Don't Use Emotion in Email (Ever!)
We've all had an email conversation explode into conflict - that's because email is a terrible way to communicate emotion. Get-It-Done Guy explores the pitfalls of email.
We open an email composition window, and dash off an email suggesting how much happier they will be if we go our separate ways. We hit send and head off to the lunchroom for a tasty cup of coffee. We know they’ll understand...then they walk through the door with a chainsaw, having the gall to suggest that our email came across as dismissive and mean! Since they have the chainsaw, they must be right.
The lesson? We used the wrong medium for the wrong message. Don’t try to communicate emotions through email or text.
Email is a great tool to arrange plans. But sending a message with emotional content is courting disaster! Ask any teenager and they’ll tell you: a break-up by text is the worst. But the emotionally charged email doesn’t even have to be in a situation as intense as a break-up. Even making a simple comment about someone’s work, or an issue they feel strongly about, can trigger unexpected chaos.
Emailing emotion is dangerous. Emotion is communicated through voice tone and other non-verbal cues. Those don’t come through in email. When your recipient reads the message, they’ll read the words, but fill in the emotion from their own imagination. And some people have very mean imaginations.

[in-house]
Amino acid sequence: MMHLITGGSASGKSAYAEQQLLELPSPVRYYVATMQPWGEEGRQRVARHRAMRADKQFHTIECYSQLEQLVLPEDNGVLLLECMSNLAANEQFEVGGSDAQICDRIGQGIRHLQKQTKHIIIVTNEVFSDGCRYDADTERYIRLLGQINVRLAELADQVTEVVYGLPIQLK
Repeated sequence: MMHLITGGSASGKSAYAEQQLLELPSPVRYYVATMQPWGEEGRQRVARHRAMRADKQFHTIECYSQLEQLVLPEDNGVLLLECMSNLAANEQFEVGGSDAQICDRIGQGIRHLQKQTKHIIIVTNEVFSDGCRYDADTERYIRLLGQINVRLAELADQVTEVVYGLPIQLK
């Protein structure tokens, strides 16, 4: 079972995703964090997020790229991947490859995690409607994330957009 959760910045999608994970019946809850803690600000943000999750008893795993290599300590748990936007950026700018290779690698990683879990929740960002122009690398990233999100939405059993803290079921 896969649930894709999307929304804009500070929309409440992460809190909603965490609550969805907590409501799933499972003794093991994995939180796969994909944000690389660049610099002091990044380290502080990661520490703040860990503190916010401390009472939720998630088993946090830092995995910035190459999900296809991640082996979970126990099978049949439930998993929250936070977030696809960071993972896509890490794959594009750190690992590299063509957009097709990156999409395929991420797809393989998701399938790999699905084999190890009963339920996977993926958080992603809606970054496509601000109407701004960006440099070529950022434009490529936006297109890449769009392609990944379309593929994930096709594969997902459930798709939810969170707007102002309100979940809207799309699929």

You’re emailing a friend about the dinner they made for you the other night. In your head, you think “Wow! That dinner was great!” In the email you write “The food was really good. Thank you!” But your friend read it in a flat tone of voice. And they think “Good? Only good? I thought the meal was great!” Your compliment comes across as an insult, and your (now former) friend thinks you’re being sardonic and unappreciative. It’s like a game of telephone gone horribly wrong.
(Comedy duo Key and Peele illustrate it best in this video. It includes profanity, however, so be warned!)
While you can’t make hand gestures or eye contact through email, there are still things you can do to mitigate disaster. Use an occasional emoticon, add laughter (“ha!”) or “LOL” in a way that clearly communicates inflection.
Most times, however, it might be best just to pick up the phone and say what you feel. When you’re talking directly, you can add the voice tone and emotion, so the message comes across just as you intend. No chainsaw required.